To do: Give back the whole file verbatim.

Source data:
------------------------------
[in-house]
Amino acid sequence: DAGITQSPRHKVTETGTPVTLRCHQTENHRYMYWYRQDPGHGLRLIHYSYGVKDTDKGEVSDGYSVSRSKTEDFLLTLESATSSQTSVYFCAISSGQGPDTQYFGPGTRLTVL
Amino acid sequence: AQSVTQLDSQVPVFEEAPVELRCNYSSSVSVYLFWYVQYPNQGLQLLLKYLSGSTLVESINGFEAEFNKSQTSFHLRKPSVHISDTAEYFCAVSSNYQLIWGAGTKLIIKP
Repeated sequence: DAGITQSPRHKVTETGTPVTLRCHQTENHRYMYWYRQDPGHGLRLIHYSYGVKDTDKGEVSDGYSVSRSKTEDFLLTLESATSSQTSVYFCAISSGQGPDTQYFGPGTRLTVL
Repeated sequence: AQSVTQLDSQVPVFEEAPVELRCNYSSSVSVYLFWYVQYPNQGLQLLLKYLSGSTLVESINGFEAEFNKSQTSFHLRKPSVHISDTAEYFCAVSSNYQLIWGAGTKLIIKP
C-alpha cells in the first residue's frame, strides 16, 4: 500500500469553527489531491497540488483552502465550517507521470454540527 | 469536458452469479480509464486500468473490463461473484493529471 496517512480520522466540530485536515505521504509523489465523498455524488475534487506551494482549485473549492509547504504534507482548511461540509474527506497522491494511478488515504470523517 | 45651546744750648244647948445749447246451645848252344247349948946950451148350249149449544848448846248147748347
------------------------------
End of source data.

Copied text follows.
[in-house]
Amino acid sequence: DAGITQSPRHKVTETGTPVTLRCHQTENHRYMYWYRQDPGHGLRLIHYSYGVKDTDKGEVSDGYSVSRSKTEDFLLTLESATSSQTSVYFCAISSGQGPDTQYFGPGTRLTVL
Amino acid sequence: AQSVTQLDSQVPVFEEAPVELRCNYSSSVSVYLFWYVQYPNQGLQLLLKYLSGSTLVESINGFEAEFNKSQTSFHLRKPSVHISDTAEYFCAVSSNYQLIWGAGTKLIIKP
Repeated sequence: DAGITQSPRHKVTETGTPVTLRCHQTENHRYMYWYRQDPGHGLRLIHYSYGVKDTDKGEVSDGYSVSRSKTEDFLLTLESATSSQTSVYFCAISSGQGPDTQYFGPGTRLTVL
Repeated sequence: AQSVTQLDSQVPVFEEAPVELRCNYSSSVSVYLFWYVQYPNQGLQLLLKYLSGSTLVESINGFEAEFNKSQTSFHLRKPSVHISDTAEYFCAVSSNYQLIWGAGTKLIIKP
C-alpha cells in the first residue's frame, strides 16, 4: 500500500469553527489531491497540488483552502465550517507521470454540527 | 469536458452469479480509464486500468473490463461473484493529471 496517512480520522466540530485536515505521504509523489465523498455524488475534487506551494482549485473549492509547504504534507482548511461540509474527506497522491494511478488515504470523517 | 45651546744750648244647948445749447246451645848252344247349948946950451148350249149449544848448846248147748347